Of course, point 5 from IDC was to utilize their own research when selecting a supplier. Most of these points are what any manager with a good experience of outsourcing would be planning anyway, but it cannot be stressed enough that good planning for the migration and creating a culture of data analytics are essential for success.

For more information on IDC research reports, visit their website at http://www.idc.com

Business Analytics and Big Data

by Irina for IBA Group
Posted on June 10, 2014

IBA Group
Mark Hillary

Business Analytics is a topic that is often confused with Big Data. While the analysis of Big Data is related to the continuous analysis of business information through an analytical process, they are related concepts rather than exactly the same thing.

There are various kinds of analytics to start with:

Descriptive Analytics: how to gain insight from historical data, creating reports and scorecards that give a better vision of some existing data.

Predictive analytics: modeling through the use of predictive models and machine learning – allowing the system to learn what might happen next based on the data that is being studied usually in real-time.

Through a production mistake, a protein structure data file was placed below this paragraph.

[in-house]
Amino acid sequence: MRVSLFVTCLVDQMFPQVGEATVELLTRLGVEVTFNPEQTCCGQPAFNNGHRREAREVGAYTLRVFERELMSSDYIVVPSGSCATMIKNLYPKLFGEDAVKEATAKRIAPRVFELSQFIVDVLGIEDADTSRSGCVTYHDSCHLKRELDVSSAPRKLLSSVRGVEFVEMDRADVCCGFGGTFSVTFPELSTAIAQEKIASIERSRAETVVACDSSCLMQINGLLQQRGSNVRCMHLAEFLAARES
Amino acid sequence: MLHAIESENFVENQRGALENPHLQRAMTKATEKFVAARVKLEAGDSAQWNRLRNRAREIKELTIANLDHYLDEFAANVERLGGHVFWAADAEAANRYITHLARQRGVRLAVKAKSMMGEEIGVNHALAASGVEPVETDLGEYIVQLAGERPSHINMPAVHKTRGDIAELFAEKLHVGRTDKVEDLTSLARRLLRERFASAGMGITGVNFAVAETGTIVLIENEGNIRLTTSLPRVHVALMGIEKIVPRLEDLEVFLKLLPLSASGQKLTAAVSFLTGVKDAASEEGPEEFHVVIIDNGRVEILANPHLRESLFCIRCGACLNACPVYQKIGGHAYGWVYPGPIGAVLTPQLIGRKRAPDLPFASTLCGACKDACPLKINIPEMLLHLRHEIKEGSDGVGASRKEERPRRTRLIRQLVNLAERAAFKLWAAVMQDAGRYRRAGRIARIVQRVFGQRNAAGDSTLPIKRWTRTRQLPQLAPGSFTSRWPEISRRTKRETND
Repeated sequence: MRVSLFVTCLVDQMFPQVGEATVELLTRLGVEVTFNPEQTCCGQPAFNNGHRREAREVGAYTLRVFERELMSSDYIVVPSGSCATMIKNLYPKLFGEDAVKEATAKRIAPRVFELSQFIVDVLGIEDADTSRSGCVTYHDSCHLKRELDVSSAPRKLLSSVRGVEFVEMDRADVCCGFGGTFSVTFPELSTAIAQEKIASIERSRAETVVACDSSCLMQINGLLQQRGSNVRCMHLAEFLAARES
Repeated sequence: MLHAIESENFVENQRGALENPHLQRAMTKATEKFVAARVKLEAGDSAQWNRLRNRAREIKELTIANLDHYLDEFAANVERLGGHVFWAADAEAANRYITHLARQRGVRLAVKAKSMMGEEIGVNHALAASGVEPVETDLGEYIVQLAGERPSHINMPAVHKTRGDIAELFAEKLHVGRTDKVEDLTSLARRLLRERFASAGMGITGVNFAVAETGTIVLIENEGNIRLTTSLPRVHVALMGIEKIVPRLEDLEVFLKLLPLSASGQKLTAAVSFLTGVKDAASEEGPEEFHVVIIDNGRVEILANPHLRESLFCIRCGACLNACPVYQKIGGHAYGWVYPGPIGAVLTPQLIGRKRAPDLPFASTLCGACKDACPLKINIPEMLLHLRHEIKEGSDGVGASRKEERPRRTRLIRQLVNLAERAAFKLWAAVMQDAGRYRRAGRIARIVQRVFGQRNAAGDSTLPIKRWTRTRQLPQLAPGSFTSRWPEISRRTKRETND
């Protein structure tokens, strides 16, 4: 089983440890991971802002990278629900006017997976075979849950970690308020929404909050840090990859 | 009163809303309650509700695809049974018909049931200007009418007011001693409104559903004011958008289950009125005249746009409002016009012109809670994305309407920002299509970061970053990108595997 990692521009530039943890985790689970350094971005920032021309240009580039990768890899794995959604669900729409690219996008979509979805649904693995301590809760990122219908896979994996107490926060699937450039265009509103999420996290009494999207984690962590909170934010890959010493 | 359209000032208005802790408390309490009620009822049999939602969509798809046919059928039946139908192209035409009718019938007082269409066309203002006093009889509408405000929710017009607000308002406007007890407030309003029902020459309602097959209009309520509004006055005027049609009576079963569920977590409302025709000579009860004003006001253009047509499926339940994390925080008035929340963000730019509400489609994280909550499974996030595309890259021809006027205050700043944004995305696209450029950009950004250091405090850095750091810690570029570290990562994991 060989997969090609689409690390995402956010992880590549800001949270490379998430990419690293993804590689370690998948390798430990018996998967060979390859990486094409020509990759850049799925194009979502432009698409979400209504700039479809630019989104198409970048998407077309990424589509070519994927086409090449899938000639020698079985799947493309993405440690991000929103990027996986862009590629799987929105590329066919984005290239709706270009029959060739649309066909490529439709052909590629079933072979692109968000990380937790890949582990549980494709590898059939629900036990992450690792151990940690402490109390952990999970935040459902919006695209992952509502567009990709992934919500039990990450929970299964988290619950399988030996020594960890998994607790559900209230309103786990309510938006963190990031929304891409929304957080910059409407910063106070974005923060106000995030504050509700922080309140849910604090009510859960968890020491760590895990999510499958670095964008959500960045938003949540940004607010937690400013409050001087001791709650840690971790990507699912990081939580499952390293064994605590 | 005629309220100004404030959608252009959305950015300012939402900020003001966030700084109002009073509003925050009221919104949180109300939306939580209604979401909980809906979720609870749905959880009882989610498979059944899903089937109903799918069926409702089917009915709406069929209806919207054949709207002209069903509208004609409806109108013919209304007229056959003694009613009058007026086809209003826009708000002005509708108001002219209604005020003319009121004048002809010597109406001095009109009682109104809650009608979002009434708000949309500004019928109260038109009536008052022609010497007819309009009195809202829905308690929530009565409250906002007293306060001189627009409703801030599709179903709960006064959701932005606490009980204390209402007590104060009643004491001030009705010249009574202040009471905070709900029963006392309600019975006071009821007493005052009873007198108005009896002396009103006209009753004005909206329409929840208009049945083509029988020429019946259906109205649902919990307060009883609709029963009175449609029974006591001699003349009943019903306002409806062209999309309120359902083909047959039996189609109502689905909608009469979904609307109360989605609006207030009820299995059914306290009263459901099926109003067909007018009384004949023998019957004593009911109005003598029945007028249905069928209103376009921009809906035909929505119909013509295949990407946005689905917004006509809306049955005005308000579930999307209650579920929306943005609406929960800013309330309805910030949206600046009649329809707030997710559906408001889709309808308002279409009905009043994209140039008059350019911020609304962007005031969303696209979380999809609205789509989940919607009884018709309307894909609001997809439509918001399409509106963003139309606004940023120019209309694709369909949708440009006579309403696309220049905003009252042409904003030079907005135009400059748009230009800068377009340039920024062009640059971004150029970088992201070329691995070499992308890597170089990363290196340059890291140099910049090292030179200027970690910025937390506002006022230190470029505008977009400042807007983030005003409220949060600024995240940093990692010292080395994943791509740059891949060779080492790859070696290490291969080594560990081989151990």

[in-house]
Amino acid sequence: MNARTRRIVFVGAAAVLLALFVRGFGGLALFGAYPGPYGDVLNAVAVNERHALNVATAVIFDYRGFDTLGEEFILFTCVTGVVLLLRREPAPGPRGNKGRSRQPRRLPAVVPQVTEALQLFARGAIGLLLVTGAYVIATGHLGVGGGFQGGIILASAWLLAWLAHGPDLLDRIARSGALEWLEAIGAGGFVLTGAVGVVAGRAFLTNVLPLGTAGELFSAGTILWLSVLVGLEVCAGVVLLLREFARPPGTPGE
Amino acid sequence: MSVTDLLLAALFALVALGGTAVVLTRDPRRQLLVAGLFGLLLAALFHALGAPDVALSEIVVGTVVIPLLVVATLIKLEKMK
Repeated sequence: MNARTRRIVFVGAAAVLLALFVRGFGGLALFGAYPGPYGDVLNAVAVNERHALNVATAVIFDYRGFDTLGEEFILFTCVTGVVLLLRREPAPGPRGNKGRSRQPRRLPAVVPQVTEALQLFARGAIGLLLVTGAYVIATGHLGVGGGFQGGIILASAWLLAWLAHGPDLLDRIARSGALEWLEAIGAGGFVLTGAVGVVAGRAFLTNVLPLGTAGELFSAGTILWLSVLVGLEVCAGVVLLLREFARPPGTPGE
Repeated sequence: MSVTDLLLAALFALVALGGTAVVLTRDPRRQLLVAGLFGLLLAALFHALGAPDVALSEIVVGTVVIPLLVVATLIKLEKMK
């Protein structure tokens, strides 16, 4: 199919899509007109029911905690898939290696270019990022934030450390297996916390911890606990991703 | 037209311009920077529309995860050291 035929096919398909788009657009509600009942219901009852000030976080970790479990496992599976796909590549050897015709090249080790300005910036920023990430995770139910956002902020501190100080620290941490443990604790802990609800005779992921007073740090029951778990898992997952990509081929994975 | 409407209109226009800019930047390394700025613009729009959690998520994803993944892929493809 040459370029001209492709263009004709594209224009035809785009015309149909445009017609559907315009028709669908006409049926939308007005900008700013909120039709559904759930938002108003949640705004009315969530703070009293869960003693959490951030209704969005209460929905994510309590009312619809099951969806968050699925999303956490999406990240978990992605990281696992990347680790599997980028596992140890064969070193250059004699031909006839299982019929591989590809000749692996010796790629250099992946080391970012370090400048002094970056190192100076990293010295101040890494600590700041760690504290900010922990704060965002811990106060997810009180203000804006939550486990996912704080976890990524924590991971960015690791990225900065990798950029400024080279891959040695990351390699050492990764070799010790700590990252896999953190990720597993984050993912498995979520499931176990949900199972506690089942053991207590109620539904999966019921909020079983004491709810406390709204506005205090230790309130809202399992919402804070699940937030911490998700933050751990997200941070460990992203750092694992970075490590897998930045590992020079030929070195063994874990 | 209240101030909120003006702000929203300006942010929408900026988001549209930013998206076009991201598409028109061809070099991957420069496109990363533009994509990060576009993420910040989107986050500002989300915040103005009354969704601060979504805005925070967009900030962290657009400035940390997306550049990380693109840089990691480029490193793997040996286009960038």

Prescriptive analytics: taking a large data-set and attempting to create decisions, choosing possible paths, simulating what might happen if certain decisions are taken.

Decisive analytics: this supports human decision-making with very visual analytic information that helps the user.

So the field of Business Analytics is more related to the process of taking data and either modeling outcomes or predicting what may happen next, rather than just attempting to spot trends in a large data set.

Business Analytics is really a tool that can support executives to make better decisions by supporting their decisions with data, rather than just estimates or guesses. By using actual data from the business and modeling potential outcomes based on decisions that could be taken, the data can help to support the direction a business leader should take.

This type of process has existed for a long time, but it has been the creation of vast pools of business data – the move towards a Big Data environment – that has really stimulated the need for improved Business Analytics. The increased amount of data has provided more information that can be analysed and yet has also made it more difficult to reach a conclusion on the right decisions – without better analysis.

Frontend versus backend. Where to begin?

by Irina for IBA Group
Posted on June 4, 2014

IBA Group